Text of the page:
10 Ways to Be a Better Client to Your Lawyer (and Cut Down Your Legal Bill)
It’s true that lawyers have a duty to act in their clients’ best interests, whether they like them or not. So why should you care how to be a better client to your lawyer?
The answer is simple.
If you make your lawyer’s job easier, your matter is more likely to turn out the way you want. This is because:
- If your lawyer doesn’t have to struggle to deal with you or your work, the path to success is clearer and more predictable.
- Plus, if you endear yourself to a good lawyer, the lawyer becomes invested in your success. He/she is more likely to call in personal favours and leverage his/her network to advance your interests.
Even if none of this happens, being easy to work with will at least help your lawyer do your work faster and more accurately, and leave you with a smaller legal bill at the end of it.
If you want this, try these 10 tips.
1. Be on time
Whether it’s a scheduled phone call, meeting, court appointment or deadline to send documents or comments, if you say you’re going to be somewhere or do something at a certain time, be there or do it by that time.
If you know you’re going to be late, let your lawyer know as soon as you find out. In the legal industry, time is literally money and lawyers often have a full day of meetings. If you show up 20 minutes late for a 30-minute meeting, that either pushes a very nice lawyer’s whole day back by 20 minutes, or means that you will only have 10 minutes with your lawyer that day.
Don’t be the client who thinks it’s okay to show up at 3 pm for a 12 pm appointment without calling in advance, and then gets surprised to be greeted by a fuming lawyer or simply turned away at the reception. You don’t want to be that person.
And you certainly don’t want to show up late for a court appointment, because then you’ll have an embarrassed lawyer and an angry judge to deal with!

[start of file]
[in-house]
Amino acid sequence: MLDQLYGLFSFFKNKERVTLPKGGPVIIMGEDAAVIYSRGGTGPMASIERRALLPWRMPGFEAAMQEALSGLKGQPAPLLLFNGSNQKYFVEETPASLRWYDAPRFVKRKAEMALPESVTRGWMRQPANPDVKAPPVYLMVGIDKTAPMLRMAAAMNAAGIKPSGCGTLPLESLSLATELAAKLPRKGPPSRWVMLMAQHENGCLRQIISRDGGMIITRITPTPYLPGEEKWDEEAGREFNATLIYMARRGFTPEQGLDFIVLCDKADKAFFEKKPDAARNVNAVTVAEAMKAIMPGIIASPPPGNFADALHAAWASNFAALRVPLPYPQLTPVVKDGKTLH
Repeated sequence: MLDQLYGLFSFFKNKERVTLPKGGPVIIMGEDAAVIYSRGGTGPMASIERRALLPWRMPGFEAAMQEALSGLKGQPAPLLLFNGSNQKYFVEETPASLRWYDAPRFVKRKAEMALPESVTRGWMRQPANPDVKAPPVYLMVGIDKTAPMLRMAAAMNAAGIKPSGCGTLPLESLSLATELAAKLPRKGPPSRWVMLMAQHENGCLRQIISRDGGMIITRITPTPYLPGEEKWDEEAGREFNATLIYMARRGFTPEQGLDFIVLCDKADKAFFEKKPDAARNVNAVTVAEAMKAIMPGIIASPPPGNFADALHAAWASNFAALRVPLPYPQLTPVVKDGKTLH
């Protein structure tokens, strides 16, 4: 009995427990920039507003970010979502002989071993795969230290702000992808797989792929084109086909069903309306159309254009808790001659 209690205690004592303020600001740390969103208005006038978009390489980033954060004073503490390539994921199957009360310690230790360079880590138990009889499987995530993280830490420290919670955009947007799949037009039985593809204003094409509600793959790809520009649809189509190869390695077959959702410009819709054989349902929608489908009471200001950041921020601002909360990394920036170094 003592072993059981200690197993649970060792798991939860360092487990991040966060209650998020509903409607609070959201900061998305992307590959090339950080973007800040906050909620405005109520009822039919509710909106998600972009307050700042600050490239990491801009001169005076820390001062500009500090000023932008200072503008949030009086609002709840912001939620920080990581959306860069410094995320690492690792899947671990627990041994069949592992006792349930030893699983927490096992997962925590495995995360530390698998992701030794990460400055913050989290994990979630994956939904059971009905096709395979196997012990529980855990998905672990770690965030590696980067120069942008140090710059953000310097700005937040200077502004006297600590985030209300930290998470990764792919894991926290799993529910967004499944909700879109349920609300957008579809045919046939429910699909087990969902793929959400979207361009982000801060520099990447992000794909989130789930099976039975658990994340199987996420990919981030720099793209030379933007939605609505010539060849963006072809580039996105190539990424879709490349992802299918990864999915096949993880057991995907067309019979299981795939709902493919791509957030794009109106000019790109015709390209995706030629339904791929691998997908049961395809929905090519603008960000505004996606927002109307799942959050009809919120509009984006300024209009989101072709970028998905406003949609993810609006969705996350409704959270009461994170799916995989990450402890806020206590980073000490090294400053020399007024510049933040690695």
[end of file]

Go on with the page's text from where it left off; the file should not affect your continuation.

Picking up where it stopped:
2. Write concisely and in chronological order
When writing to a lawyer to explain your situation or give instructions, keep it short. Lawyers are busy and don’t have time to read through Homer’s Odyssey just to find out what you want.
Use punctuation and complete your sentences. It is often a good idea to write in bullet points, one bullet point for each thought.
If you are telling a story, start at the beginning and present each fact in chronological order. Don’t jump around the timeline.
Explain who each person in the story is and refer to them by name every single time. For example, instead of:
“My husband’s brother-in-law met my godfather at the airport. He gave him a red suitcase and then boarded his flight.”,
“My husband’s brother-in-law, Jeff, met my godfather, Andy, at Kuala Lumpur International Airport. Andy gave Jeff a red suitcase and then Jeff boarded his flight to Singapore.”
The longer and more meandering your explanation, the more likely you are to be misunderstood, the longer it takes to understand your explanation and the bigger your legal bill gets.
3. Always have a clear agenda
Whenever you write to your lawyer, decide beforehand what you want from your lawyer and don’t forget to ask for it.
Sometimes, emails to lawyers can go along the following lines:
This kind of email does not make it clear what the writer wants. It should end by setting out what the writer wants from the lawyer.